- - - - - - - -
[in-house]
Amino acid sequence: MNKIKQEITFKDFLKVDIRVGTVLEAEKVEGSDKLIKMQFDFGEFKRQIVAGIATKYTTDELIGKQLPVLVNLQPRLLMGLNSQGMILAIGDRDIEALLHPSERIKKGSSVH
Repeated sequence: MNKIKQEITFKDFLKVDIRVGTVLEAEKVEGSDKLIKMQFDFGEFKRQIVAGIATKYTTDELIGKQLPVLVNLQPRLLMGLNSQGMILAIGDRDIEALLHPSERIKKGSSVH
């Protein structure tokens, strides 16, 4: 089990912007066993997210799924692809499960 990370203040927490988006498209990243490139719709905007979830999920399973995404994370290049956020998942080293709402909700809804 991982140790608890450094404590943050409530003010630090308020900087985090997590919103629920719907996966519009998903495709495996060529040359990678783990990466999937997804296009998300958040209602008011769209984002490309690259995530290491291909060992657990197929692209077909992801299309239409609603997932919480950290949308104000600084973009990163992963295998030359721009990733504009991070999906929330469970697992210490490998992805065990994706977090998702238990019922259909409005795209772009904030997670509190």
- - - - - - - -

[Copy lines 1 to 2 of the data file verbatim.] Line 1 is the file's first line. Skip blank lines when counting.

[in-house]
Amino acid sequence: MNKIKQEITFKDFLKVDIRVGTVLEAEKVEGSDKLIKMQFDFGEFKRQIVAGIATKYTTDELIGKQLPVLVNLQPRLLMGLNSQGMILAIGDRDIEALLHPSERIKKGSSVH